Grant: And if they are unable to help, you can contact eSafety, and they will help get the content removed.

Cailtin: I think it's important to remember that whether you're having issues online at home, or at school, there are resources to help you, and you're not alone, and by jumping on the eSafety website, it can point you in the right direction to get the help you need.

Online safety tips

Find out how Caitlin Bassett (Australian Netball), Grant ‘Scooter’ Patterson (Paralympic swimming) and Taliqua Clancy (Olympic Beach Volleyball) play it safe and fair online.

Key outcomes

At the end of the learning, students will be able to: 

  • describe the ways that people use the internet in their daily lives
  • share how they and others use the internet to contribute to community life in a positive way 
  • give examples of ways to show respect and protect the rights of others online
  • provide examples of online activities can have a positive impact on their health and wellbeing
  • share effective behavioural and technical strategies to manage online risks
  • identify services that can support them if they have an online issue. 

Using this resource

The video features Caitlin Bassett (Australian Netball), Grant ‘Scooter’ Patterson (Paralympic swimming) and Taliqua Clancy (Olympic Beach Volleyball) and helps students to explore strategies for staying safe online and how to get support if something goes wrong.

The resource is designed to be open-ended and responsive to student online safety needs.

Recommended teaching approach: 

  • Before you watch the video talk to your students about their online experiences and what they think the video will cover. Suggested questions are provided in the worksheets. (5 to 10 minutes - optional).
  • Watch the video as a class or individually. Teachers are encouraged to stop the video to reflect as needed. You can also share the link with students for individual viewing. (15 to 20 minutes with opportunities for discussion and reflection).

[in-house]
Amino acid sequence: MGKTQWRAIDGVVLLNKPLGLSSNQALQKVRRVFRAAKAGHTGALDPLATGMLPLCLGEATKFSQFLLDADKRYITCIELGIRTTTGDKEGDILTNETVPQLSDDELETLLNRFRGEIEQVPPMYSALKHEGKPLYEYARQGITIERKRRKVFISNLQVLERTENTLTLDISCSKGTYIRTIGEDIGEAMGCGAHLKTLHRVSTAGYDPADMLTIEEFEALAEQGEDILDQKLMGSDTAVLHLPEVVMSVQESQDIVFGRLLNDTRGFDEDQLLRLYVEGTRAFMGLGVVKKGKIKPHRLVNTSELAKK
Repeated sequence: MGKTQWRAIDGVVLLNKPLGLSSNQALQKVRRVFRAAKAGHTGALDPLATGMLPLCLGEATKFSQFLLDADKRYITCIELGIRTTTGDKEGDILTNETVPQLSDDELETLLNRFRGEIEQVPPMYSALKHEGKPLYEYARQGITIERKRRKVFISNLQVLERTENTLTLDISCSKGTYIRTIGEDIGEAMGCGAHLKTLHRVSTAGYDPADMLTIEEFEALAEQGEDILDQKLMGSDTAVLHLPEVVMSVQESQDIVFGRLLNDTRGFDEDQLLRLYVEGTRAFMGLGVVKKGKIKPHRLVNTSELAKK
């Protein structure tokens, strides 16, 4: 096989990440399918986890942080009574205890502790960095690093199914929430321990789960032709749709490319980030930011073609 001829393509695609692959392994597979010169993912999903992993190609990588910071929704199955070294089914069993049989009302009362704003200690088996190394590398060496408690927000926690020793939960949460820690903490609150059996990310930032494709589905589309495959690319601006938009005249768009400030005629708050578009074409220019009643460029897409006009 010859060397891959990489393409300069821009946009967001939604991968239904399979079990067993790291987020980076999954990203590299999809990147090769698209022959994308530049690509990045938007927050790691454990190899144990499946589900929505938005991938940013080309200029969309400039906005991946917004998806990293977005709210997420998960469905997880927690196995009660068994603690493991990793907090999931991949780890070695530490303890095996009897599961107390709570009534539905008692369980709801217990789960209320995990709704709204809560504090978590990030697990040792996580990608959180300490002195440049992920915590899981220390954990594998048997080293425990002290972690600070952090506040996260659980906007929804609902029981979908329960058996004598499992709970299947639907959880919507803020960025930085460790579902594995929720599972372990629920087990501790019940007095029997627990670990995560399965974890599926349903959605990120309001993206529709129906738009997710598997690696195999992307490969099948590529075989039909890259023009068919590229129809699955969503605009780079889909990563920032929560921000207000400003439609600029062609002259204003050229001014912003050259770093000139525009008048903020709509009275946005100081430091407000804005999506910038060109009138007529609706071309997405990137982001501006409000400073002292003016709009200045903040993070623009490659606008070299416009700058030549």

• After watching the video use the student activities to support reflection and discussion about the topics covered in the video.
  • Follow-up this lesson with regular online safety education. Suggested topics are listed below. 

Discussing online safety can sometimes cause emotional distress for students and it’s important to check how they're feeling during the classroom conversation. Remind them they can ask questions or get support if the content brings up issues or worries. 

Follow-up activities

Encourage Year 5 and 6 students to continue learning about online safety:

Encourage Year 7 and 8 students to continue learning about online safety:

  • Explore the eSafety Young people pages for self-guided information on how to stay safe online.
  • Use the YeS Project resource to encourage students to reflect on their own digital and social practices.
  • Learn about the new Online Safety Act and work in groups to explore the impact of these laws on different people within our society.
  • Brainstorm ideas for safer technology. You can use our Safety by Design assessment tool to find out how to design apps that minimize harm.
  • Complete the student voice survey or online safety leadership activities from the Toolkit for Schools (Engage).


eSafety’s Best Practice Framework for Online Safety has been used to develop this resource. eSafety recommends educators use these resources as part of a whole school approach to online safety.